Machine safety has long been an all-or-nothing business in North America. All of the power to the machine stays on under normal operating conditions. And that power is quickly cut in unsafe conditions, such as an operator crossing a light curtain, hitting the big red emergency stop button or initiating a lockout-tagout procedure before working on the machine.
In many ways, this simple on-or-off approach to safety works just fine. It’s saved many lives and limbs over the years. Yet, traditional safety systems have some drawbacks. For one, they require lots of hardwiring and cabinet space to accommodate all the relays, E-stops, controllers and sensors that together form a traditional safety system.
These hardwired systems, which tend to run independently of the machine’s primary automaton systems, have too often been shoehorned onto the machine at the last minute, according to Dan Hornbeck, a Rockwell Automation safety expert and development manager. “It’s the black-box approach to safety. The safety systems have been added on rather than designed in with the rest of the automation,” he says.
Over the past five years, a more sophisticated way to engineer safety systems has taken hold in Europe. Usually called “integrated safety,” it conceptually has the same underpinnings as a traditional hardwired safety system. Unsafe conditions are sensed and acted upon. But integrated safety systems coexist with the machine’s standard automation systems, sharing a common data network. The safety logic for integrated safety systems runs on existing automation and motion hardware — like PLCs and smart drives.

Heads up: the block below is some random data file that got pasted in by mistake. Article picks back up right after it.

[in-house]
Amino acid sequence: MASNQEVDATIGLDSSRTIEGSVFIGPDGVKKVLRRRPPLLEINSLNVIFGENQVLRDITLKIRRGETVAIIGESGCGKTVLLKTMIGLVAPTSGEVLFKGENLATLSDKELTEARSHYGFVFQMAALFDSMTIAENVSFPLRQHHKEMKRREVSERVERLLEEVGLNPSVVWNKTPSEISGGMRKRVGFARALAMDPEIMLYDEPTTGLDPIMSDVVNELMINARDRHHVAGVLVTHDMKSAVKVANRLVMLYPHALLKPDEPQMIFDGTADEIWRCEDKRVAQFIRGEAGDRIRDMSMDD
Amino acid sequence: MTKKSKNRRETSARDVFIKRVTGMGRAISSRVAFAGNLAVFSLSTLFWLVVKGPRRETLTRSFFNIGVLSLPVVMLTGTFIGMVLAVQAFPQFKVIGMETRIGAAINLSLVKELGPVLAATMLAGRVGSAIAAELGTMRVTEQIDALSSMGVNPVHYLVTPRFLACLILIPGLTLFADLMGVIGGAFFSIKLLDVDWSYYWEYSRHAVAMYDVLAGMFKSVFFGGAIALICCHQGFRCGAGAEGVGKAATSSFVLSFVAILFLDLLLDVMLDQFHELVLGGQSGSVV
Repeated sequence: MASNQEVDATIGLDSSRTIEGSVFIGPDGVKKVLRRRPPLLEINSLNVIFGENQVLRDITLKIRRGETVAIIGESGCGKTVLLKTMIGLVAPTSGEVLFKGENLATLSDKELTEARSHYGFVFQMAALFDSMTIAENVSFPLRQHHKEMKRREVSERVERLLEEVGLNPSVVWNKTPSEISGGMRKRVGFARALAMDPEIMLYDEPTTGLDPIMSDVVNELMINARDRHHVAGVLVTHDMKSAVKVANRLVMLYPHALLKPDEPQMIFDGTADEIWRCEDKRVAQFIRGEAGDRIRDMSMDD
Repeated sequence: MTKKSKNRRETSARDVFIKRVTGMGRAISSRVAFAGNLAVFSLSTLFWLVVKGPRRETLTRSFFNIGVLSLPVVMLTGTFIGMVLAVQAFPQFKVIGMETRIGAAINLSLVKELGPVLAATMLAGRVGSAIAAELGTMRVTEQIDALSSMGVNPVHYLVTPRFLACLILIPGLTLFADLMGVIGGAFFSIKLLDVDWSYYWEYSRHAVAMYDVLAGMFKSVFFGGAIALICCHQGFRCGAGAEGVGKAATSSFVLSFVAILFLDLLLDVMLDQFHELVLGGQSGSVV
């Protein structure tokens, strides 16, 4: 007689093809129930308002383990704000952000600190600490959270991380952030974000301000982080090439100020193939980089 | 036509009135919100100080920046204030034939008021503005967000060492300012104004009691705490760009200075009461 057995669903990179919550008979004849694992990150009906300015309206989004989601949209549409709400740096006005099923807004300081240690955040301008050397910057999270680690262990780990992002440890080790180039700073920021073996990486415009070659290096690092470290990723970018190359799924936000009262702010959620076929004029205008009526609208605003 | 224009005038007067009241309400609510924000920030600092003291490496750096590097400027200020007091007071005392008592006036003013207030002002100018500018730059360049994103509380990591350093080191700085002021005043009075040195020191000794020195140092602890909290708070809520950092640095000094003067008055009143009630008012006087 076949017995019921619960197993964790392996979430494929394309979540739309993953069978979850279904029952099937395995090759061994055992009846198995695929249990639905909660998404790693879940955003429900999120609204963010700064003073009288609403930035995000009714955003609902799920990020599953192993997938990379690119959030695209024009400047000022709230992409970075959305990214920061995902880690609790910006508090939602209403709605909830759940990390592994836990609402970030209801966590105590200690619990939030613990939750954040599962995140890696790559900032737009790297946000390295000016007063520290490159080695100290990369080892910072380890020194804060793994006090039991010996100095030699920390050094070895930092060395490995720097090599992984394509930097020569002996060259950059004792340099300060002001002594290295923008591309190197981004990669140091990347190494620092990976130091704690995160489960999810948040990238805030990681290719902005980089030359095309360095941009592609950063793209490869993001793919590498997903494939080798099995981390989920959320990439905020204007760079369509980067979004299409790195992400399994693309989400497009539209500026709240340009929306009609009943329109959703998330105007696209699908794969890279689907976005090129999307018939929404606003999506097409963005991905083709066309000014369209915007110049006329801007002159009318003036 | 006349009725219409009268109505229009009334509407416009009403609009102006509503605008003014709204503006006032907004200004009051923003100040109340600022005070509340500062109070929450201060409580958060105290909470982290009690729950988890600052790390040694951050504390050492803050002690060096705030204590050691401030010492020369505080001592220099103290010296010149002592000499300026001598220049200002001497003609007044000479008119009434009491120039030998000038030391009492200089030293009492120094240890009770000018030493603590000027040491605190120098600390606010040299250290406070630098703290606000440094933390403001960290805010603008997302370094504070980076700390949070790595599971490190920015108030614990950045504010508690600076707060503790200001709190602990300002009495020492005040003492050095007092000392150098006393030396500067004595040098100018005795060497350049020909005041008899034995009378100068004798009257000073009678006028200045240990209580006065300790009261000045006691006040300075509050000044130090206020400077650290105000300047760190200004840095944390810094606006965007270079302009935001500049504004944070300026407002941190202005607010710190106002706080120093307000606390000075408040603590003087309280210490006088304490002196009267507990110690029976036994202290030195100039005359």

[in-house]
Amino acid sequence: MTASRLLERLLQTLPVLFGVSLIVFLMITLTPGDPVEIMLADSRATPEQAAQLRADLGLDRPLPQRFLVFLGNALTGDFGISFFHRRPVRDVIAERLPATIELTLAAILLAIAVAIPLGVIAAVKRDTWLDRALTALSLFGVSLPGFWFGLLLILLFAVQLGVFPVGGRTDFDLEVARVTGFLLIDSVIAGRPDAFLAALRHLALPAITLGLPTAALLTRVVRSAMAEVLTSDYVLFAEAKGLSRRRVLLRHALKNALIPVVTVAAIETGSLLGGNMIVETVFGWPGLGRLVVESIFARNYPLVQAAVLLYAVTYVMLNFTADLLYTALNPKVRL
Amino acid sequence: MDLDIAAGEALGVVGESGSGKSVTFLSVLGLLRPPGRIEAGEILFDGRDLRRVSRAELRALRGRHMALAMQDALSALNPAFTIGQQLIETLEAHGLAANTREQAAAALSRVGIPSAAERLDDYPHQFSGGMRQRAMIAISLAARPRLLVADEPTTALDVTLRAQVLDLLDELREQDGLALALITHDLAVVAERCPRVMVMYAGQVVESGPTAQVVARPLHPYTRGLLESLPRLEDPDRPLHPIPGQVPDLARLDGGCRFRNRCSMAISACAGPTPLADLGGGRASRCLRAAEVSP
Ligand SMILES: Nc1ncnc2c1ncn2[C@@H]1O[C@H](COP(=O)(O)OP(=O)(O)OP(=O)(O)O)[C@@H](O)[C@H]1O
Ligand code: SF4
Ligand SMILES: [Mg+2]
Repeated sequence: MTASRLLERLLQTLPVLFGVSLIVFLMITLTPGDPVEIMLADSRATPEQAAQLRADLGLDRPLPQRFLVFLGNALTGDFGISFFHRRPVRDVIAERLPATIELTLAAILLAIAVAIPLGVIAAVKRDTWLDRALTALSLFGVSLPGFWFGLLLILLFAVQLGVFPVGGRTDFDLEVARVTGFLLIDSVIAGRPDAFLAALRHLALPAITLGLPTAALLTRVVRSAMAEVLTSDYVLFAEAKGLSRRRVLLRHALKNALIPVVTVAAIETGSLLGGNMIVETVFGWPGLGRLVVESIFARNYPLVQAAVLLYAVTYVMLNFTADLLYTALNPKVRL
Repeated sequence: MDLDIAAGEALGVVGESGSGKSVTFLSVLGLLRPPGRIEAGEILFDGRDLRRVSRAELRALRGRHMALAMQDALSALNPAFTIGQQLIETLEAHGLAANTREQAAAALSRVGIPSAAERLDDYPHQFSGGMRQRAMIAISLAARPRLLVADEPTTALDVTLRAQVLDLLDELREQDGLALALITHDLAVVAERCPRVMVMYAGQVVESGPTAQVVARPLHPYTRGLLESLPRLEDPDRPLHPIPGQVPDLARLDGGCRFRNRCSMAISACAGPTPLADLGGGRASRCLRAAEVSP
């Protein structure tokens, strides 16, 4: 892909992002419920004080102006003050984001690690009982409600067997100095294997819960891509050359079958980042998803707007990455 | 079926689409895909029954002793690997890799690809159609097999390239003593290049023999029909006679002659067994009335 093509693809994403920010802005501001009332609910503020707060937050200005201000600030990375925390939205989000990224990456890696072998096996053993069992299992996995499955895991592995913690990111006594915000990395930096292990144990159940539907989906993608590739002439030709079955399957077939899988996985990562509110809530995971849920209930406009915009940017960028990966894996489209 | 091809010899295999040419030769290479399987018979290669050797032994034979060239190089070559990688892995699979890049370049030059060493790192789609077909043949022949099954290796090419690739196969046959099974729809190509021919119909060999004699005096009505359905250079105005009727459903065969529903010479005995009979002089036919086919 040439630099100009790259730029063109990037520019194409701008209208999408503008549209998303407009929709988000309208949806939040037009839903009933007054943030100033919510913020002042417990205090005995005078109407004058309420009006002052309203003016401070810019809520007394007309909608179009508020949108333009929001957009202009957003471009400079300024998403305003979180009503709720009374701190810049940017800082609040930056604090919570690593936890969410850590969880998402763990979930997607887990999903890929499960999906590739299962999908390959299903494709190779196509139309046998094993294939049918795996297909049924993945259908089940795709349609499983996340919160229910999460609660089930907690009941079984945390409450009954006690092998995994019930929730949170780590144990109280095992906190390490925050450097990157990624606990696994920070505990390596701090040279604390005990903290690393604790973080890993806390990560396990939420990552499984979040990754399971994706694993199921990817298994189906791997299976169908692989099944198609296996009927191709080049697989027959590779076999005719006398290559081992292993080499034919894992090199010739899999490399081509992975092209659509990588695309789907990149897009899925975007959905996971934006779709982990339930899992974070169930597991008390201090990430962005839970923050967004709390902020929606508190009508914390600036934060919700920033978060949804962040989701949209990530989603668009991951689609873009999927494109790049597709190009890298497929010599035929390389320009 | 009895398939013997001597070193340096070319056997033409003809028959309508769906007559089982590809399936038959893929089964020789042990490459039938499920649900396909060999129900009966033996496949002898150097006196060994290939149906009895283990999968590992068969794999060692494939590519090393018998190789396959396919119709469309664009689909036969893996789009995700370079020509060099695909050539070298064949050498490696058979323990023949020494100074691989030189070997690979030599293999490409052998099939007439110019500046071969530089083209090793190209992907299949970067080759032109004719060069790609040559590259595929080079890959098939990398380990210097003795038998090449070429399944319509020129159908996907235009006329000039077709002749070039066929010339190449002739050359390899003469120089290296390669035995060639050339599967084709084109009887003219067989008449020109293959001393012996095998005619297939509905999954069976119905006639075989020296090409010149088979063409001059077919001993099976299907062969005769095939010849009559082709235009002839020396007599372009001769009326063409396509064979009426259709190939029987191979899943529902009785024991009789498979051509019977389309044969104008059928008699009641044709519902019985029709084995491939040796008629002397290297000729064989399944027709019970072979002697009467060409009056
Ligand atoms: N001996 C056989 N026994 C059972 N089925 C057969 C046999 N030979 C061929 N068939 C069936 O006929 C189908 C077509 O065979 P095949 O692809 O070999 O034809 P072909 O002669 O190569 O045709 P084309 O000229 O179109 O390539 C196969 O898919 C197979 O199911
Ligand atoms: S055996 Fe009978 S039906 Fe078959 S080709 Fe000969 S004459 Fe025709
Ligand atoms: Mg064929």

Now integrated safety has started to fly in North America, too. Hornbeck credits some of its growing popularity to the global nature of many machine markets, which has led to a growing harmonization of North American safety standards with European standards that allow integrated safety. Consider packaging machines, for example. The Packaging Machinery Manufacturers Institute, or PMMI, has developed new safety standards (ANSI/PMMI B155.1) that conform closely to ISO and European standards. As part of that effort, the PMMI is pushing its members to perform documented risk assessments of their machines by this October. These risk assessments are a cornerstone of European safety requirements but not always performed here. Soon they will be. Proctor & Gamble, one of the world’s largest machine buyers, has started to require its vendors to perform a formal risk assessment as a way to improve machine safety and overall design.
But there’s another driving force behind integrated safety in North America. It’s one that involves not just simplifying the physical design of safety systems but also thinking of safety in an entirely new way — one that relates to productivity and overall efficiency.
Safety As Productivity
By segregating safety systems from the overall design of the machine’s automation systems, engineers have arguably passed up an opportunity to create more productive machines. While traditional safety systems work by cutting power to the offending machine or machine section, integrated safety systems offer functions that don’t necessarily require a full shutdown.
These include a variety of safe limited speed profiles for moving components, as well as braking functions and safe torque limits. With these functions, a broken light curtain or machine maintenance operation might simply slow the machine or reduce torque rather than trigger a shutdown. “This has obvious productivity implications,” says Stefanie Warmerdam, manager for Siemens’ Safety Integrated products.
All can be tailored to a specific application, through PLC programming by configuring a lower level component with built-in safety logic. “It’s all done through programming not wiring,” says Elmar Zimmerling, an engineer and global account manager with B&R Industrial Automation, which has recently introduced safety-enabled drives and I/O blocks.